Soon-to-be-released USPTO examination guidance looks like being good news for applicants
IAM’s second Software IP event, held in San Francisco earlier this week, threw the spotlight on some of the hottest topics facing IP executives in the sector over the last few years, including the patentability of software globally, open source and monetising assets in the space.
The first panel tackled patent eligible subject matter and included in-house counsel from Facebook, Alibaba and Amadeus, the law firms Lung Tin from China and the UK’s Haseltine Lake, as well as John Cabeca, the director of the USPTO’s Silicon Valley office, who updated delegates on what could be a highly significant change for patent owners in the US.
It’s no secret that the USPTO has a new guidance package in the works on patent eligible subject matter, which has implications for all sectors not just software. In September, at the Intellectual Property Owners Association’s annual meeting, PTO Director Andrei Iancu offered a preview of the changes focusing in particular on what constitutes an abstract idea and where they might be patentable.
At our software event, Cabeca was able to offer his own view of the proposed changes and how they evolved — although he remained tight lipped on the finer details. “One of the things we did was take a close look at all of the body of case law and really tried to determine the way to stop the conflation, to basically categorise the conditions of patentability which would be 102, 103 and 112, from subject matter eligibility determinations,” he commented. That may help reduce criticism from some patent owners that an overly broad application of section 101 in determining validity has led to district courts deeming many grants to be unpatentable.
As Iancu explained in his PTO speech and Cabeca reiterated, the guidance places abstract ideas into three different categories which, the PTO’s Silicon Valley head said, “come from court decisions since and prior to the Alice decision”.
While the market is yet to see the guidance in full, Cabeca predicted that the package of reforms would have a big impact on the patentability landscape. “I fully expect there to be fewer 101 rejections after the guidance has been issued,” he said. This would undoubtedly be welcome news for some beleaguered rights owners.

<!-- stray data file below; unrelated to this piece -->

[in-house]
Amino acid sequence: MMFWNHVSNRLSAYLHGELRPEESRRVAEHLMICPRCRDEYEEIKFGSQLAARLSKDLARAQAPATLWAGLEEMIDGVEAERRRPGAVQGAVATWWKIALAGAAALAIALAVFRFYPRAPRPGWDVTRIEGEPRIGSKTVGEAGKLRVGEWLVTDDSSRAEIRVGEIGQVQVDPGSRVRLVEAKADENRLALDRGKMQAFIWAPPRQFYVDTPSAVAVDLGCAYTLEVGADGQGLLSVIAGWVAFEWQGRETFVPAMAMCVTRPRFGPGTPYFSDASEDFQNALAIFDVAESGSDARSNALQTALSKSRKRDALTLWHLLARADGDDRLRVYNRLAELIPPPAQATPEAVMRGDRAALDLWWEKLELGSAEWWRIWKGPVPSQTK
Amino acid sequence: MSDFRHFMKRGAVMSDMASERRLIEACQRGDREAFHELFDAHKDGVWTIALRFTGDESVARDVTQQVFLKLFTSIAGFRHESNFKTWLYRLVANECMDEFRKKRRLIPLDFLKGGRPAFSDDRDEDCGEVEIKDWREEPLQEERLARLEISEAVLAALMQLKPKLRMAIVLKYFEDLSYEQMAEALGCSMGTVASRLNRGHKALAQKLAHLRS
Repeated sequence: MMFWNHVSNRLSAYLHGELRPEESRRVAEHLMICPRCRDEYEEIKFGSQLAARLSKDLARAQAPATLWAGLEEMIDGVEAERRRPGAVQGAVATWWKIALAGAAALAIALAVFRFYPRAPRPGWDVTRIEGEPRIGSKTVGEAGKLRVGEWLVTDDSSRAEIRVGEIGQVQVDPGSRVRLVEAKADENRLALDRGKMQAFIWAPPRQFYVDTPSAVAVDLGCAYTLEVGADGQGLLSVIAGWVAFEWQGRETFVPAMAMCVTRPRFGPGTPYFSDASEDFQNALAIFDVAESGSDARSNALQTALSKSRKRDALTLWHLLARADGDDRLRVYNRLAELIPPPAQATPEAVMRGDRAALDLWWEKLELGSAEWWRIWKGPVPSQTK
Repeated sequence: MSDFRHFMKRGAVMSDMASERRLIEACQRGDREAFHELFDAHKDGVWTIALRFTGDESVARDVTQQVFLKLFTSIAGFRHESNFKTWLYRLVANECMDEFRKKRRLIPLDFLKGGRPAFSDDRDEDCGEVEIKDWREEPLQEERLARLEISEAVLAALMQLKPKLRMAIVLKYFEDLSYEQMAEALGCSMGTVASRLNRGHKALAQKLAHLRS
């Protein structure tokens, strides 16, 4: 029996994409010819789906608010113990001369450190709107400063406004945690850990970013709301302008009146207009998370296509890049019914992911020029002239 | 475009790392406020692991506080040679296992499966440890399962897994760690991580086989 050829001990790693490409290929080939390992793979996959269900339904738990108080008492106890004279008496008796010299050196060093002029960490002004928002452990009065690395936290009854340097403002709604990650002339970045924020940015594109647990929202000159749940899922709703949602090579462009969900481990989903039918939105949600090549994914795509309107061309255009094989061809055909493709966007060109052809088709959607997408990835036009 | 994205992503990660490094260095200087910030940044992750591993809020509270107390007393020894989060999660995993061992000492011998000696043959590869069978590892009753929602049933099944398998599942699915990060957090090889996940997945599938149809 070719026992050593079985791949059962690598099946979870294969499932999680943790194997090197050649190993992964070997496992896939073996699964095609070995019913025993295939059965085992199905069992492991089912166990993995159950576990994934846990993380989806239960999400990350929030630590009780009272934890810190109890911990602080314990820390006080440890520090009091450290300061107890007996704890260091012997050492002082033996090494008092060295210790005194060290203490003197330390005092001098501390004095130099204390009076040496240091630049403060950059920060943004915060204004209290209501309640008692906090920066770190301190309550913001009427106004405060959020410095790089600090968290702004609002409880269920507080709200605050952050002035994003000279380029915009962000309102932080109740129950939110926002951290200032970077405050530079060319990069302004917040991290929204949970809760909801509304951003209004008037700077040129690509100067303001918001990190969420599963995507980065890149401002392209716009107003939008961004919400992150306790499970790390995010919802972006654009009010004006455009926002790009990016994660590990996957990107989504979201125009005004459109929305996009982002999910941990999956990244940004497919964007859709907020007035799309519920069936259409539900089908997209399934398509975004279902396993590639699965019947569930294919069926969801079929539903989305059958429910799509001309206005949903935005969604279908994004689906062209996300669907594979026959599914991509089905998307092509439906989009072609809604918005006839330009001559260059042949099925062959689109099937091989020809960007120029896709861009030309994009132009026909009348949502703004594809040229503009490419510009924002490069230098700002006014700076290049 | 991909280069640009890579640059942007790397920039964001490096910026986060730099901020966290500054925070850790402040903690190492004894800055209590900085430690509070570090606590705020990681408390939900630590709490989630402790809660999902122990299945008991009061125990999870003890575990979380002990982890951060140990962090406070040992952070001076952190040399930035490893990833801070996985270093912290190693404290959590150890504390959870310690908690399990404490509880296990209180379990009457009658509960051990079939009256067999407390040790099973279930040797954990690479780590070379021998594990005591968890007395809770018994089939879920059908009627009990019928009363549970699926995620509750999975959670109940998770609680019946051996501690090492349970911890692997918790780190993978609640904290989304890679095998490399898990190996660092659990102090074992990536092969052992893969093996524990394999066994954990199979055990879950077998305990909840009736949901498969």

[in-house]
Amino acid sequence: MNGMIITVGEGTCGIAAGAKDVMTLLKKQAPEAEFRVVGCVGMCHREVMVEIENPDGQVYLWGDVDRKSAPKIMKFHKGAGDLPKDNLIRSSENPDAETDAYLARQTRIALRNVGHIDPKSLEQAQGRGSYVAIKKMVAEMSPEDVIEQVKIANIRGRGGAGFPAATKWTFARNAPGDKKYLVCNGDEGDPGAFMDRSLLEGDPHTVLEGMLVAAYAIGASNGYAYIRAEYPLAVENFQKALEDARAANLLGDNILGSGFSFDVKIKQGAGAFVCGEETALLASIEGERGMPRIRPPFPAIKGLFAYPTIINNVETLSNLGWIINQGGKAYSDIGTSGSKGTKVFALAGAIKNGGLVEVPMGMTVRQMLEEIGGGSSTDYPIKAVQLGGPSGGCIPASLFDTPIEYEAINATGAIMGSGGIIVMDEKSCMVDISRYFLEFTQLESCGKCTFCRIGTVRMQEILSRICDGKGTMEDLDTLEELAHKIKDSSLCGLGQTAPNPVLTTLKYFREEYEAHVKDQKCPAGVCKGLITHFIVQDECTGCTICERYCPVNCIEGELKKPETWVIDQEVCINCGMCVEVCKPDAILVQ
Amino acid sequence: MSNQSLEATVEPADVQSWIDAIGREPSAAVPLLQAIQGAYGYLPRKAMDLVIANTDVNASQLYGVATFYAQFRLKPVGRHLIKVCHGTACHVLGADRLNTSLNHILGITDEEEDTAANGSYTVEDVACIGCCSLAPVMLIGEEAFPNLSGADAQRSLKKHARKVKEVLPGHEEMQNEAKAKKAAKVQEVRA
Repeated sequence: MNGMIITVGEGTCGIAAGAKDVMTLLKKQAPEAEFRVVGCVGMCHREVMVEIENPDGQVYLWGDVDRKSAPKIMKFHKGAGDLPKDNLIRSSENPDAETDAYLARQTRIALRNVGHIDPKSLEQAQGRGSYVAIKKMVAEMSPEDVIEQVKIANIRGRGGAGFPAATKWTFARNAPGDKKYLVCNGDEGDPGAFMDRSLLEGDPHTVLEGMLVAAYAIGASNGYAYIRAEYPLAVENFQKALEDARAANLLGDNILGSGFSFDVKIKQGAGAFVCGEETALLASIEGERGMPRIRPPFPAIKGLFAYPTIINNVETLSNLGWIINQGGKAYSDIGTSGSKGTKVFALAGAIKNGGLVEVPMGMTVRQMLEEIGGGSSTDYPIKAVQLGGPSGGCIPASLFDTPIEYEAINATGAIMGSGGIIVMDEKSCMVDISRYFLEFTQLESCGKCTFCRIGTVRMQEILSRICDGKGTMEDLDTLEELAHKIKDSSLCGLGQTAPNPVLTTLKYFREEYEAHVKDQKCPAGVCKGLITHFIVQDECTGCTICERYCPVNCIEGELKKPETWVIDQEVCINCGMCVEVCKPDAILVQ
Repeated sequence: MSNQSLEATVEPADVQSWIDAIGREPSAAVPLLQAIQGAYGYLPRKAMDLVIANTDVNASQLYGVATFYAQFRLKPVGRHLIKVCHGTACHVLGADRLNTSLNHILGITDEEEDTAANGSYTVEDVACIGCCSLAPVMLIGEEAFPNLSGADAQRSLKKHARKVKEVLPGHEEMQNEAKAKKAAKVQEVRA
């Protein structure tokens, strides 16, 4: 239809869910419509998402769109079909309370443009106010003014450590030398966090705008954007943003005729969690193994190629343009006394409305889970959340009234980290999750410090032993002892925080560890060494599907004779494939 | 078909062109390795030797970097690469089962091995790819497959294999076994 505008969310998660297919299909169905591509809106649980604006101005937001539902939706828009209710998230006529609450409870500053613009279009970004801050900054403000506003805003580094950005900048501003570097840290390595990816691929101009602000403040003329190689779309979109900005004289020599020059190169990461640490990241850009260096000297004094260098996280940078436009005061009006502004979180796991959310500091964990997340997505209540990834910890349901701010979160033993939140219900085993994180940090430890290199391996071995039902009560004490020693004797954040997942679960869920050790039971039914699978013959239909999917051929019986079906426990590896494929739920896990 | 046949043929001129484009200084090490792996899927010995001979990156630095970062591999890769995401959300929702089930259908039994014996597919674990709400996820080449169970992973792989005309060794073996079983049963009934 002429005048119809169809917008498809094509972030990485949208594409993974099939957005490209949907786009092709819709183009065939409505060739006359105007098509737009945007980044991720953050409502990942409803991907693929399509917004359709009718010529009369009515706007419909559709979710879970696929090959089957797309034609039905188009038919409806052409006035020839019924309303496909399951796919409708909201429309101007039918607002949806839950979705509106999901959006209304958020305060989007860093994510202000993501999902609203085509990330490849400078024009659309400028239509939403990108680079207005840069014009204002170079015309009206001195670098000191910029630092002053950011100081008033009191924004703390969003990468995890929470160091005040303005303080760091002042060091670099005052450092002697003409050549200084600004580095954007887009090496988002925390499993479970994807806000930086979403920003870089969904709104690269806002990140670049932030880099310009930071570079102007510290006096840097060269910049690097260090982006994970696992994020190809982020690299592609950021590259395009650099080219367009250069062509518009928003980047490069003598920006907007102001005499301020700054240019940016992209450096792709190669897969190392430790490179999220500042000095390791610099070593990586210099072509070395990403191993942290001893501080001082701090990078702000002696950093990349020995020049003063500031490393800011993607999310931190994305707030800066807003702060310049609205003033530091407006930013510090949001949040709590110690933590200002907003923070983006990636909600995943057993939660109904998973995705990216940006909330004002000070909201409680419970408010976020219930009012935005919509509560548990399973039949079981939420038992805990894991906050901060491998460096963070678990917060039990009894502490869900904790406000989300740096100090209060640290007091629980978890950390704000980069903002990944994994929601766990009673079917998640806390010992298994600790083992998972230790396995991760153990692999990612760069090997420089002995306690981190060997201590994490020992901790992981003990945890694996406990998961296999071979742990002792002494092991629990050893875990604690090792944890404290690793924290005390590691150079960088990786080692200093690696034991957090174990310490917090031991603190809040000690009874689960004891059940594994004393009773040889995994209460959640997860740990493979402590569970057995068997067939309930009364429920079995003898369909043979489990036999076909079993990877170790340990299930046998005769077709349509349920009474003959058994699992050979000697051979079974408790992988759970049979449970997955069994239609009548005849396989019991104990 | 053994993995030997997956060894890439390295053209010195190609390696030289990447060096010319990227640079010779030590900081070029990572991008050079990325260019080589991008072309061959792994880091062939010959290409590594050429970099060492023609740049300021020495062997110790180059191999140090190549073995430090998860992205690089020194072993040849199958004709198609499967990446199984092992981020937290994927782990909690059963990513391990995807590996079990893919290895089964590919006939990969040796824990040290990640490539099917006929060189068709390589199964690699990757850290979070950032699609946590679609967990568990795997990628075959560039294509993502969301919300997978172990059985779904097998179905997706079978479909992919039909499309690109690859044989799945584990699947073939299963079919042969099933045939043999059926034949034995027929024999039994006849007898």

While some sectors, such as medical diagnostics, struggle with section 101, many software patent owners have welcomed the recent evolution of the relevant case law, particularly as the Court of Appeals for the Federal Circuit (CAFC) has interpreted and added more detail to the Supreme Court’s decision in Alice.
That’s just one way in which the sector can sometimes appear out of step with other parts of the patent market. Another was highlighted by a second panel which looked at the complex relationship between open source and patents. Patrick McBride, Red Hat’s senior director of patents, explained why many developers continue to have a problem with the patent world.
“The typical open source developer is someone who is project focused and they often identify more with the project they’re working on than their own employer,” he explained. Real innovation, McBride added, often happens in those projects in collaboration with people from other companies who can be resistant to the very idea of broad IP rights governing their work. “Software developers are often anti-patent and open source developers are even more so,” he explained. Quite how that view of the world will survive contact with IBM - should Big Blue's proposed purchase of Red Hat go through - remains to be seen!
The spectre of 101 and the Supreme Court’s recent jurisprudence then returned with a session on the monetisation of software patents. While many in the licensing community have bemoaned the impact of Alice, Seth Northrop of Fortress’s IP group offered a something of a counterview as he highlighted the effect that the decision has had in washing out some of the poorer quality grants from the system.
“I think the negative impact of Alice might be overplayed — it helped get rid of some really bad patents and is cleaning up the system a little bit,” he insisted. A good quality patent is going to have value, Northrop pointed out, and as a monetiser the more you can distinguish it from poorer quality grants the better you will be. “Clearly, given the amount of money we have in play, we’re bullish on software patents,” he added.